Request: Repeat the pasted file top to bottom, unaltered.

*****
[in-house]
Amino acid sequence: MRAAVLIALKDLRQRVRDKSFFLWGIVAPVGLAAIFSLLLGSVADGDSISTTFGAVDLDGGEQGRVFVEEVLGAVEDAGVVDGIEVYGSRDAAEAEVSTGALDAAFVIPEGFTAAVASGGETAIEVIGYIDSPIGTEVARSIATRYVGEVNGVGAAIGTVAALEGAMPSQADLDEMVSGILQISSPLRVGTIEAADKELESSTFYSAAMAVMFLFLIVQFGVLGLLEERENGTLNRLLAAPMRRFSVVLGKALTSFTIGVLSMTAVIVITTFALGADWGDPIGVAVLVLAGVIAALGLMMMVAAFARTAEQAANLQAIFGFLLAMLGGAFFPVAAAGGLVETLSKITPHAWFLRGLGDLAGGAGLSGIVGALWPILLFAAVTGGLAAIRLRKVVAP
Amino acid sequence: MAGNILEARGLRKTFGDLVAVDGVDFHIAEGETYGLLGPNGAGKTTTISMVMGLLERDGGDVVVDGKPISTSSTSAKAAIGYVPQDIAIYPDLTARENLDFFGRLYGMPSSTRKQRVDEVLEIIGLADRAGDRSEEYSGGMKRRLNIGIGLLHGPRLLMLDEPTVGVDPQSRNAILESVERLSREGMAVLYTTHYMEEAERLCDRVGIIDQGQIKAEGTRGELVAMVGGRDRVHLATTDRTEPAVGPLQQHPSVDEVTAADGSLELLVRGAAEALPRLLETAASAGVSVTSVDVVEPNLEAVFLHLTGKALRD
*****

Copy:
[in-house]
Amino acid sequence: MRAAVLIALKDLRQRVRDKSFFLWGIVAPVGLAAIFSLLLGSVADGDSISTTFGAVDLDGGEQGRVFVEEVLGAVEDAGVVDGIEVYGSRDAAEAEVSTGALDAAFVIPEGFTAAVASGGETAIEVIGYIDSPIGTEVARSIATRYVGEVNGVGAAIGTVAALEGAMPSQADLDEMVSGILQISSPLRVGTIEAADKELESSTFYSAAMAVMFLFLIVQFGVLGLLEERENGTLNRLLAAPMRRFSVVLGKALTSFTIGVLSMTAVIVITTFALGADWGDPIGVAVLVLAGVIAALGLMMMVAAFARTAEQAANLQAIFGFLLAMLGGAFFPVAAAGGLVETLSKITPHAWFLRGLGDLAGGAGLSGIVGALWPILLFAAVTGGLAAIRLRKVVAP
Amino acid sequence: MAGNILEARGLRKTFGDLVAVDGVDFHIAEGETYGLLGPNGAGKTTTISMVMGLLERDGGDVVVDGKPISTSSTSAKAAIGYVPQDIAIYPDLTARENLDFFGRLYGMPSSTRKQRVDEVLEIIGLADRAGDRSEEYSGGMKRRLNIGIGLLHGPRLLMLDEPTVGVDPQSRNAILESVERLSREGMAVLYTTHYMEEAERLCDRVGIIDQGQIKAEGTRGELVAMVGGRDRVHLATTDRTEPAVGPLQQHPSVDEVTAADGSLELLVRGAAEALPRLLETAASAGVSVTSVDVVEPNLEAVFLHLTGKALRD